Thoughts on law and writing


A word for litigators to know:  Twiqbal


Twiqbal.   Blended from the Twombly and Iqbal cases.  Those cases changed pleading standards, at least for some cases, in federal court.


Karen R. Cole


The standard we all learned in law school was “notice pleading.”   Conley v. Gibson required only a “short and plain statement of the claim” that would give the other side fair notice.  Liberal discovery allowed the parties a way to flesh out the claims and defenses.  And summary judgment gave a way to kick groundless claims out of court.

Bell v. Twombly, decided in 2007, undercut Conley, at least in part, in an antitrust case.  It said that the allegations must be more than “speculative” and must make the claim “plausible.”

A few years later, in a civil rights case, Iqbal v. Ashcroft undercut Conley further.  Iqbal extended Twombly to all civil cases.  And it applied an even more rigorous standard in a civil rights case.  And it said that in deciding whether a claim is “plausible,” and therefore entitled to proceed to discovery, judges may rely on their “judicial experience and common sense.”

Iqbal says that courts looking at a complaint should go through two steps.  First, the court should identify pleadings that are just conclusions of law.  Then, the court should look at the remaining allegations to see if they “plausibly give rise to an entitlement to relief.”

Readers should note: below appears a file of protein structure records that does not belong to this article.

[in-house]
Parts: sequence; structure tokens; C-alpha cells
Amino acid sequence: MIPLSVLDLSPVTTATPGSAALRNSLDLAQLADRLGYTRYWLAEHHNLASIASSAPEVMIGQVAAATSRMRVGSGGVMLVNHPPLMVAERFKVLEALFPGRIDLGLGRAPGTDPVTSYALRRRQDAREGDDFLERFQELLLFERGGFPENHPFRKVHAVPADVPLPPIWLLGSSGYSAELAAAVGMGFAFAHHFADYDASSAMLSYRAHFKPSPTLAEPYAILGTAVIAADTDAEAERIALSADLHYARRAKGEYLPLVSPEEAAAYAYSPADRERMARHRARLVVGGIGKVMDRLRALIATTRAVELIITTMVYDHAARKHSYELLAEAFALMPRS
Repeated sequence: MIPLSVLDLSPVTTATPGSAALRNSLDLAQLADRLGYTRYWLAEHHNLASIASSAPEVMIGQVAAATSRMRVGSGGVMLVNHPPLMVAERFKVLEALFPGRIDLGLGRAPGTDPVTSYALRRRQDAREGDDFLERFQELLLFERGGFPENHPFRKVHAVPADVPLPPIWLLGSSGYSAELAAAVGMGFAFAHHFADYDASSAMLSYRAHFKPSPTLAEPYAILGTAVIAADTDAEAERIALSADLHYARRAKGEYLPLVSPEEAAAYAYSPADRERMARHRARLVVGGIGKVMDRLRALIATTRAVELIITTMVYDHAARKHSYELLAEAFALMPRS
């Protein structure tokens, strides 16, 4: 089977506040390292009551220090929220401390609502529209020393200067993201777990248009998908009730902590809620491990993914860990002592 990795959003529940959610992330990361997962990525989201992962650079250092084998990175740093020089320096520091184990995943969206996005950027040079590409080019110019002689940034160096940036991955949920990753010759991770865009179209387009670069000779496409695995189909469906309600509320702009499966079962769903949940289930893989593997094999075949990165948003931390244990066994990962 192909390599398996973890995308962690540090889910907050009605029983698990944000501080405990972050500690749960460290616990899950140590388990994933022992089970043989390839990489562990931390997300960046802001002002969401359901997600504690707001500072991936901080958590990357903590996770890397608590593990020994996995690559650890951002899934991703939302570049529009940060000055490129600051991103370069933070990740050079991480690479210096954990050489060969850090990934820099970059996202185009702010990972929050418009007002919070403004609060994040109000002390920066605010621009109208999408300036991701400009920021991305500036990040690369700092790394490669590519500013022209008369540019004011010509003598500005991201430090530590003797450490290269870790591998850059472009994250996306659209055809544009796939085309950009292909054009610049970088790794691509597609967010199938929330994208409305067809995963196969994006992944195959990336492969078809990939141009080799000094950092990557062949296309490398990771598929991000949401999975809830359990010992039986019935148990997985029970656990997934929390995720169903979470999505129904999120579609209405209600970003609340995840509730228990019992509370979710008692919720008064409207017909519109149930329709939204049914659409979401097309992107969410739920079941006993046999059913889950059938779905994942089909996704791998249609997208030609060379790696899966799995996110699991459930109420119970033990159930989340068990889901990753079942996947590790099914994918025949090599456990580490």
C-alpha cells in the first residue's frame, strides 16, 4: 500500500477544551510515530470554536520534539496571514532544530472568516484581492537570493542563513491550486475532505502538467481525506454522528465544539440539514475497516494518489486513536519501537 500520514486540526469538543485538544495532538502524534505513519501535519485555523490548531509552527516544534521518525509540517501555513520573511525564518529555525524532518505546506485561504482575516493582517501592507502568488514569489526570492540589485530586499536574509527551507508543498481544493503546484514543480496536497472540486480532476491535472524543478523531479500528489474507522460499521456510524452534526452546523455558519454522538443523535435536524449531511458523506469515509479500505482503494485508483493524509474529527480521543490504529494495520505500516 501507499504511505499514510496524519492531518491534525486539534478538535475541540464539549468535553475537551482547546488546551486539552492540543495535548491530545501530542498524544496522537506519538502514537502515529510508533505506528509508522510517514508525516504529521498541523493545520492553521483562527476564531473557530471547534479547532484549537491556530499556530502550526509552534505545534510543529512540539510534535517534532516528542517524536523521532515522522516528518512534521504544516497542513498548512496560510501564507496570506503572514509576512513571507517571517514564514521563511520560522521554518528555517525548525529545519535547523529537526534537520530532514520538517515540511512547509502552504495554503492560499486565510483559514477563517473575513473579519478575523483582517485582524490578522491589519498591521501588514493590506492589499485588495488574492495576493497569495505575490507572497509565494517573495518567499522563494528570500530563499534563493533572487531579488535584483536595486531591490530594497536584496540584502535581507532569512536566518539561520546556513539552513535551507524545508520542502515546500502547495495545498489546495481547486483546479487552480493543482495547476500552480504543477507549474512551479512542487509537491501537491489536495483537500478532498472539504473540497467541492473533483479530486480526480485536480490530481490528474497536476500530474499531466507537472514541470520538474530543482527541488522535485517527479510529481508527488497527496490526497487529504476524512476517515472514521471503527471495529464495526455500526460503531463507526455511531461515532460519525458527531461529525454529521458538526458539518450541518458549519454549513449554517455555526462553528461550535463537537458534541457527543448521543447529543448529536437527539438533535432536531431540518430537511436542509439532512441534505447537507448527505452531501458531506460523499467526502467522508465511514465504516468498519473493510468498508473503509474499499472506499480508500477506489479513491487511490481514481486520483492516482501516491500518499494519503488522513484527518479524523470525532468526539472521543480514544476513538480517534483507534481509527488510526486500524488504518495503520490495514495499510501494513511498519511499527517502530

So, under Conley, a complaint was good enough “unless it appear[ed] beyond doubt that the plaintiff can prove no set of facts in support of his claim.”    Under Twombly and Iqbal, the claim must be something more.  It must be “plausible.”  But what is plausible?   It must be somewhere between “possible” and “probable.”

Many federal cases have cited Twombly and Iqbal.

And much ink has been spilled and pixels spent deciding how much of a change in practice these cases have made.

But what about Minnesota?  Do these standards apply in our state courts?

Seven Minnesota appellate cases have cited Twombly.  None have taken the next step and cited Iqbal.

The first Minnesota Supreme Court cases citing Twombly mentioned it in passing.  They cited the case without really applying it.  Hebert v. City of Fifty Lakes, 744 N.W.2d 226, 235 (Minn. 2008); Lorix v. Crompton Corp., 736 N.W.2d 619, 631 (Minn. 2007).

A subsequent case – Bahr  v. Capella University – cites Twombly and refers to plausibility.  It’s not clear, though, that the case turned on plausibility; the court’s use of that word may well be dicta.  Bahr, 788 N.W.2d 76, 80, 82 (Minn. 2010).

Taken together, though, our Minnesota cases do signal some greater attention to pleading by our courts.

Watch for more as this area evolves.